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Credit has always aroused strong feelings and debate.  At issue are things such as access to credit, reckless lending, problem debtor or the burden of student debt.  But no subject has had a higher profile recently than the credit providers in the high cost credit sector: summed up regularly as “legal loan sharks”.  No other symbol better epitomises the anger which its critics feel, than the eye wateringly high interest rates it charged.

The sector is now regulated by the Financial Conduct Authority which has introduced a new regulatory regime in 2014, which included limits on the number of loan ‘rollovers’ and caps the amount that loans can cost.

It was to be expected that the regime chnage would have a profound impact on the HCC sector.  The FCA were very comfortable with the expectation that the new rules would result in a much smaller industry and that some people (people who previously only just qualified for loans) might no longer have access to credit but that, in economic welfare terms, they would be better off if without it. 

Post change the FCA found that:

Market size

  • Between January 2014 and June 2015, there were over 800,000 fewer individuals taking out at least one HCSTC loan than between January 2012 and June 2013.
  • A clearly discernable decrease in acceptance: rates [which] dropped from 50% to 30% from the start of 2014 to the middle of 2015.

Number of firms

  • 188 firms which originally applied for HCSTC permissions withdrew their applications, often after a direction from the FCA following consideration of the firm’s authorisations application and where it was clear that the firm did not meet the standards expected by the FCA.

Firms’ profitability

  • Profitability has decreased: combined losses in the first half of 2015 were larger than the combined losses in the whole of 2014.

Default rates

  • Declined through 2014 to June 2015: the proportion of loans being charged a late payment fee has steadily decreased from 16% in January 2014 to below 8% in April 2015. Some firms no longer charge late payment fees.

Changes to products

  • The average length of loans has almost trebled whilst the average loan size – has remained around £250.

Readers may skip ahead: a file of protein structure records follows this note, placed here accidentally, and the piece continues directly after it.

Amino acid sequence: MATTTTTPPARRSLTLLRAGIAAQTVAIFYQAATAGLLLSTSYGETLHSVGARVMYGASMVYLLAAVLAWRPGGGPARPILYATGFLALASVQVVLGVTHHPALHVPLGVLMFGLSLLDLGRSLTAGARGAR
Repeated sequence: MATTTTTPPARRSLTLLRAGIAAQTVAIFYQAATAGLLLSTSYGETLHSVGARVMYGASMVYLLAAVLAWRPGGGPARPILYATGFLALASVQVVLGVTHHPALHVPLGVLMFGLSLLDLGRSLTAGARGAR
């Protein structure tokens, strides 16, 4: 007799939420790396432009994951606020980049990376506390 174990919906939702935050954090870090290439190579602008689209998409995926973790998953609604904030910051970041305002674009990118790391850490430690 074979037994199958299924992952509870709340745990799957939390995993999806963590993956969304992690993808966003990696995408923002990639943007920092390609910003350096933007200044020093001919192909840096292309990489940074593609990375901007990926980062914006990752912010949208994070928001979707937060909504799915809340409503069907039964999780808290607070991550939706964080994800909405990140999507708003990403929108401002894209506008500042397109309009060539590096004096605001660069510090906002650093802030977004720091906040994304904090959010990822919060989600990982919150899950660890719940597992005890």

Lower costs for customers.

  • Loans originating at the start of 2014 typically resulted in the customer being charged around £100 in interest and fees. This declined over 2014 to around £80. Once the price cap was introduced, there was a further sharp drop to around £60.

The industry itself recognises the FCA’s findings but ascribes the changes to more than simply the price cap.  It stresses the impact of the limit on ‘rollovers.

The industry feel that its response to the new rules and the move towards longer loans, in a more controlled framework has effectively blurred the lines between HCC and other consumer lending.

Given how differently the industry operates it is something of a surprise that complaints against it have increased sharply. Financial Ombudsman complaints data show a nearly fourfold increase in complaints and a tenfold increase in referrals.  This may be more to do with the greater focus on the industry and the more interventionist approach from the Regulator than the fact that the industry has gone from bad to worse.  The fact that the upholding rate of complaints has dropped sharply may provide some clue as to the quality of the complaints.

In May 2018 the FCA produced new proposals to change the rules surrounding, especially, the rent to own market, and that of unarranged overdrafts.

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